A trap is a set of steps which are leading from one floor of a building to another, usually inside the building.
The types of trap are broadly based on the shape and design trap. There are a number of different types of trap that we can build or add railings to. Here is a list describing some of the most popular trap types:
- L Shaped Trap (sometimes called quarter turn trap): The L shaped trap is a variation of the straight trap with a bend in some portion of the trap. This bend is generally achieved by adding a landing at the bend transition point. The bend is often 90°, however it does not have to be. If the landing is closer to the top or bottom of the trap, it is sometimes referred to as a long L trap. The various advantages of L shaped trap include the following:
- L trap can be more visually interesting.
- They provide a visual barrier between floors so they can add some privacy.
- L trap can somewhat help with sound transmission between floors if the trap are contained within walls.
- L trap are safer than straight trap as the central landing reduces the number of treads one could fall in a given flight.
- The landing in L shaped trap can provide a place to stop and rest while ascending.
- L shaped trap can be located in a corner of a room if this works better for your design.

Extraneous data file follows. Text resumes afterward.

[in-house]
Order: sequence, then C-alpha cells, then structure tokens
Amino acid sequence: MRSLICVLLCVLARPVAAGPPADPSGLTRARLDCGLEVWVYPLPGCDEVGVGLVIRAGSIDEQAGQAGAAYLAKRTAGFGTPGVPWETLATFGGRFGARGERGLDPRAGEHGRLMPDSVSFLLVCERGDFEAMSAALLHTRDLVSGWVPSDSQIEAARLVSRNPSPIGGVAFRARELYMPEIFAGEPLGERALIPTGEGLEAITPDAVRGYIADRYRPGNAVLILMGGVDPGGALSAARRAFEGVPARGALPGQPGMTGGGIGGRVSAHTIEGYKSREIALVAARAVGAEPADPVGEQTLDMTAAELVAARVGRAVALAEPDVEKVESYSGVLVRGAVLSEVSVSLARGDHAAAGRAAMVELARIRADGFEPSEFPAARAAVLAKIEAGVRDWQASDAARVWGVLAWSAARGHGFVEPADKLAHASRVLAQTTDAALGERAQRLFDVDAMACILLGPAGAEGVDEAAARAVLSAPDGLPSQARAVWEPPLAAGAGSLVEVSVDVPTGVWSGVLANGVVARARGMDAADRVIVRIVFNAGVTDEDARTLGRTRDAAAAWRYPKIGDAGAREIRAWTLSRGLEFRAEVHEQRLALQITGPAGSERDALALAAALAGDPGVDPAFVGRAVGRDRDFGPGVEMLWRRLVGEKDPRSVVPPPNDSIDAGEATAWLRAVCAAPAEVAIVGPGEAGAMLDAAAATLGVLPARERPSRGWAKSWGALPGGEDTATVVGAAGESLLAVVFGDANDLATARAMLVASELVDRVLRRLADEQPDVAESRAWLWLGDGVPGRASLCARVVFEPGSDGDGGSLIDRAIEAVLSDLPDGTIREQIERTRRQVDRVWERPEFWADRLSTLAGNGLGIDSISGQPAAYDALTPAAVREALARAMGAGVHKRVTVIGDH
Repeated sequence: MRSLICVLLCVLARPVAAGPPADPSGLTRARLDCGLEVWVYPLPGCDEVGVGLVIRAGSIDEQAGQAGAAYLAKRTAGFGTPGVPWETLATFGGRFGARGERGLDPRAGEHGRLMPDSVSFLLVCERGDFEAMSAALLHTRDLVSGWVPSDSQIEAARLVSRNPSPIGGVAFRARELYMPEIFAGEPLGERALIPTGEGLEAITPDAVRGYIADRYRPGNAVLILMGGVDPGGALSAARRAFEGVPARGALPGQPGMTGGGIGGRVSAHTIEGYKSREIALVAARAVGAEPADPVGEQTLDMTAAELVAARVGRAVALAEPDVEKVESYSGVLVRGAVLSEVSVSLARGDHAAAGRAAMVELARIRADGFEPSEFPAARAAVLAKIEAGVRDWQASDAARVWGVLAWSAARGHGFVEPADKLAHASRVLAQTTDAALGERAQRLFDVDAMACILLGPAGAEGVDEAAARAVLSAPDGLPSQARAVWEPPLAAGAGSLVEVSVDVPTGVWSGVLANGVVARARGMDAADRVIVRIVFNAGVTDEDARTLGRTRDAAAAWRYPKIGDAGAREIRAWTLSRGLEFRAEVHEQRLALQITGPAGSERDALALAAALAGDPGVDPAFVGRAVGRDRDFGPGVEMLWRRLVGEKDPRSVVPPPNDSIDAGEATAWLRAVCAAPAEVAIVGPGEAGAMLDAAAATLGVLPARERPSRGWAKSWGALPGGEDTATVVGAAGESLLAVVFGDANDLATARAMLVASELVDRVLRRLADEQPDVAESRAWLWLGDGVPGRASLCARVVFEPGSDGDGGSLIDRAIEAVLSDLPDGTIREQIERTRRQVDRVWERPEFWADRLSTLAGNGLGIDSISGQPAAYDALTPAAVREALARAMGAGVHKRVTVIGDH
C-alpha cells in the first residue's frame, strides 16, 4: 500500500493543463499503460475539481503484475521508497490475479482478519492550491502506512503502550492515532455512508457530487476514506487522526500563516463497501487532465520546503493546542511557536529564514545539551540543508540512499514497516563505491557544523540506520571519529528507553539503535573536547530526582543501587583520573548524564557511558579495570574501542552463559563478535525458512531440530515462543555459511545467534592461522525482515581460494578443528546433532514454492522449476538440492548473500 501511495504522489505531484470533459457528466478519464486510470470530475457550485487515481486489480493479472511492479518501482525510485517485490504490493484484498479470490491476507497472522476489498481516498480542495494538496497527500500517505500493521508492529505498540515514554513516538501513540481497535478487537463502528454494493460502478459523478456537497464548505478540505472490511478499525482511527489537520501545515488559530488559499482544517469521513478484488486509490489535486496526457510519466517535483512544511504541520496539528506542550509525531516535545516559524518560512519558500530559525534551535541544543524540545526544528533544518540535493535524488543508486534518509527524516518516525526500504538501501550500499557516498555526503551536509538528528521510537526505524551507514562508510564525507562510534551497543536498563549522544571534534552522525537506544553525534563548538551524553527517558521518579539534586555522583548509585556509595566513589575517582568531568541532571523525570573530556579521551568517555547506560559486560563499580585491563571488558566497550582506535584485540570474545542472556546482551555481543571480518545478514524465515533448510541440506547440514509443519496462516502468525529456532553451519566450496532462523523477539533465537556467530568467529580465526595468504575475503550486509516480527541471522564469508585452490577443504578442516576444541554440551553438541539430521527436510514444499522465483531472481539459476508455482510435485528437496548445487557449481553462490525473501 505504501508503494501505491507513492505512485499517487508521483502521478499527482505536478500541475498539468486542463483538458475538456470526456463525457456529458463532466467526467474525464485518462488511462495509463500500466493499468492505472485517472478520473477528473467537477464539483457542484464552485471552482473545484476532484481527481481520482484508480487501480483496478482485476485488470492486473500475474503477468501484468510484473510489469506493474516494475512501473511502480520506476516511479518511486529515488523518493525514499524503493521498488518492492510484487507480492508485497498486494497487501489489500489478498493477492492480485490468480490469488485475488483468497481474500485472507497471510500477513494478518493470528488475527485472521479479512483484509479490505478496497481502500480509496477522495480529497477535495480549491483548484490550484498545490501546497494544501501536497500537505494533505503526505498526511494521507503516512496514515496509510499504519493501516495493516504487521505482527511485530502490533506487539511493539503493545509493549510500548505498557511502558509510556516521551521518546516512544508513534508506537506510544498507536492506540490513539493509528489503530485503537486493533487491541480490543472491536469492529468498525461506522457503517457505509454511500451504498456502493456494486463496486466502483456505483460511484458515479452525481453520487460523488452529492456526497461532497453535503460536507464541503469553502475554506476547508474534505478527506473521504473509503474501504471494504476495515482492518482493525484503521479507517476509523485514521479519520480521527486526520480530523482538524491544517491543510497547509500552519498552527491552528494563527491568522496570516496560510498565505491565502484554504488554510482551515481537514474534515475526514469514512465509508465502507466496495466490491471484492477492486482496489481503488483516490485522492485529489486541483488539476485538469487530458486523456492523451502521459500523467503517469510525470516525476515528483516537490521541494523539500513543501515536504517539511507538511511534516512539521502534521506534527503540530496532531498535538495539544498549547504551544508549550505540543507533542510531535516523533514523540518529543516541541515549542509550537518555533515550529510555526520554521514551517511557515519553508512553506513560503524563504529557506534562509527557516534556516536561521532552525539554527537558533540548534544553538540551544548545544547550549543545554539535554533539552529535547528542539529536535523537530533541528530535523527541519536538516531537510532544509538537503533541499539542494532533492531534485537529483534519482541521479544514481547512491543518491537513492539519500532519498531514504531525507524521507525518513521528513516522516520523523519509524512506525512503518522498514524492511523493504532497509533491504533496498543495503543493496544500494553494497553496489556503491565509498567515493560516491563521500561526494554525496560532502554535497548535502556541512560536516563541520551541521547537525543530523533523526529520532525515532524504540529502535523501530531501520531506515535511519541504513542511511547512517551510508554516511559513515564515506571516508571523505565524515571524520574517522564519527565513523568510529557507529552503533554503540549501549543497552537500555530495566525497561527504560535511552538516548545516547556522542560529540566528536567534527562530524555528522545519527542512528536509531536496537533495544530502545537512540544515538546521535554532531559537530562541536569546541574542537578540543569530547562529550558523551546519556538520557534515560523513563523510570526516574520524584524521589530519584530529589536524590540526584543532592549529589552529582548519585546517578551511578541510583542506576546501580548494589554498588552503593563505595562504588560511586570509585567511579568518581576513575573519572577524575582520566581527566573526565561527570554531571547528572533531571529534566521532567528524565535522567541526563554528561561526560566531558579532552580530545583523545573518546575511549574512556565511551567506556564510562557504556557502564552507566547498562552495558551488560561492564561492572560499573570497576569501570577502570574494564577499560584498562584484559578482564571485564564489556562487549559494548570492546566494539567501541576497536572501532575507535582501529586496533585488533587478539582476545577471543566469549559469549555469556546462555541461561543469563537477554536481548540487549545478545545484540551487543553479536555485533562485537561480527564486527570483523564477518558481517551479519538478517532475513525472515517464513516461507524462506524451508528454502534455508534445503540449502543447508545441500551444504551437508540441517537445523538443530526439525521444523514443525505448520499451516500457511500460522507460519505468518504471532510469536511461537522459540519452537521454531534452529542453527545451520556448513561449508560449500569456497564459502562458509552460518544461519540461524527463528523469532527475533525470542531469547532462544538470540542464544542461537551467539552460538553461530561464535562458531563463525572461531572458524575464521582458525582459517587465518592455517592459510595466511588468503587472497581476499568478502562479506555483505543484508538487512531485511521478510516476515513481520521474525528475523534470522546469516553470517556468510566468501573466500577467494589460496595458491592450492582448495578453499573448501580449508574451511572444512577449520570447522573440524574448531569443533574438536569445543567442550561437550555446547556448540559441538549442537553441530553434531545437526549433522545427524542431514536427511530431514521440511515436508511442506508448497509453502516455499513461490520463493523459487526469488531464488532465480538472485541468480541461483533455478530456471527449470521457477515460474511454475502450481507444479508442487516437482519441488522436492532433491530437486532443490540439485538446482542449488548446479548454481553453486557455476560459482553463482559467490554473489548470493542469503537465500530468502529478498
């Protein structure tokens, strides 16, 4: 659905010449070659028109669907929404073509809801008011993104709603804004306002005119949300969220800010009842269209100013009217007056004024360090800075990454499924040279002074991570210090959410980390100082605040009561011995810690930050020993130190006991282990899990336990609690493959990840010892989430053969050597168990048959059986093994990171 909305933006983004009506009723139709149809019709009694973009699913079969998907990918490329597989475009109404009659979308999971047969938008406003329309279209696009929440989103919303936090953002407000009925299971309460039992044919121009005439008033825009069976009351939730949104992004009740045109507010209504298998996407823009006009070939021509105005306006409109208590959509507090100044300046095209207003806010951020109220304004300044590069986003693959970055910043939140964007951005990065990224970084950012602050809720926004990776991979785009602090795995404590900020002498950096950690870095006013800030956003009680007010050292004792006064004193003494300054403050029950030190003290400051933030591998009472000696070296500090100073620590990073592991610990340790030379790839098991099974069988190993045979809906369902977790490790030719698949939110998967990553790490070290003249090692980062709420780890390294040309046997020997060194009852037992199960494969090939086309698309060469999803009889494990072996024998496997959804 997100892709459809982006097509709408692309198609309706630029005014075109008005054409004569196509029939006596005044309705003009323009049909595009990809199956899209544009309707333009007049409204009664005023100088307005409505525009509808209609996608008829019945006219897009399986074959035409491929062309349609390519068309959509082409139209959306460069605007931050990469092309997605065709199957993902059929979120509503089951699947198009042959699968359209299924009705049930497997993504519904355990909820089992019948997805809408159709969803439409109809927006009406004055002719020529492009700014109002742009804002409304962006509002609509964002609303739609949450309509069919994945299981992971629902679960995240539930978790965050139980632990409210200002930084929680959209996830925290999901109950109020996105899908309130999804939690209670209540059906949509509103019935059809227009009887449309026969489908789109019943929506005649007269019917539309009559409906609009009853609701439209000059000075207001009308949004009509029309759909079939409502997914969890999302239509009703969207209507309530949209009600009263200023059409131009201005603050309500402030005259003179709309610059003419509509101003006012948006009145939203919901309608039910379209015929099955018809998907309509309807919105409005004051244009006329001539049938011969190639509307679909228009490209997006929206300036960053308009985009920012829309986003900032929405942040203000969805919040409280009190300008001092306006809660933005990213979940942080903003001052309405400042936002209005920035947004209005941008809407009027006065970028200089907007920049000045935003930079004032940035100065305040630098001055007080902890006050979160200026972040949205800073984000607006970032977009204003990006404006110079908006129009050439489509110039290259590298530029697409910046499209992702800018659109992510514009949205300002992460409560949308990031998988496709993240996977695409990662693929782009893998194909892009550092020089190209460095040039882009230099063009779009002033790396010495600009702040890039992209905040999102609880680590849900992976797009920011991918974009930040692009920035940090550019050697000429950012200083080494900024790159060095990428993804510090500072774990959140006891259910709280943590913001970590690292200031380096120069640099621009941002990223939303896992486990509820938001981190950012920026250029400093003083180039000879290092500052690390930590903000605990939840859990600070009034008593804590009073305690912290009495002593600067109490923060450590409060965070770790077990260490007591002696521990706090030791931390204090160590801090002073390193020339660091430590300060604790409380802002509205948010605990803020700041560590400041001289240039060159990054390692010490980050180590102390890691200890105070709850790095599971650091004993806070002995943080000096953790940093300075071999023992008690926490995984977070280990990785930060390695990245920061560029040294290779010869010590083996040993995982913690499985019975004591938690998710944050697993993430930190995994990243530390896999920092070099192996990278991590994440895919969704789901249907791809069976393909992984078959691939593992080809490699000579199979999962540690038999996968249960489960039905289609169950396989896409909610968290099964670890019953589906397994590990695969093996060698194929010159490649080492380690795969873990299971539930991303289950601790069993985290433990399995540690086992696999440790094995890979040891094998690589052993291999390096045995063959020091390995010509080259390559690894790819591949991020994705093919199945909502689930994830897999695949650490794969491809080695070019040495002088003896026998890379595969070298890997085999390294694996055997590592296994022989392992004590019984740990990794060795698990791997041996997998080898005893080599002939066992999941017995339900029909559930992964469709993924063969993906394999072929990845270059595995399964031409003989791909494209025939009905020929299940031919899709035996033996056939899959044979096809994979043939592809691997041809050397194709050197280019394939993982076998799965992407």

- U Shaped Trap (sometimes called half turn trap or switchback trap): Basically U shaped trap are two parallel flights of straight trap joined by a landing that requires 180° turn in the walk line. If a third flight is inserted into the middle of the trap, it would become a double L trap or quarter landing. The major advantages of U shaped trap are:
- These trap can be easier to fit into an architectural plan.
- U shaped trap offer some architectural interest.
- The landings in U shaped trap can offer a resting point part way up the trap.
- Curved trap: These trap add elegance to home and business. For this reason, they are almost always located at the entry where it makes the best first impression. Curved trap, like spiral trap are helical. However, curved trap tend to be on a much larger radius and generally do not make a full circle. The advantages of curved trap include the following:
- These are often very elegant and traditional but this type of design trap can equally be adapted to contemporary designs.
- Curved trap are relatively easy to walk up.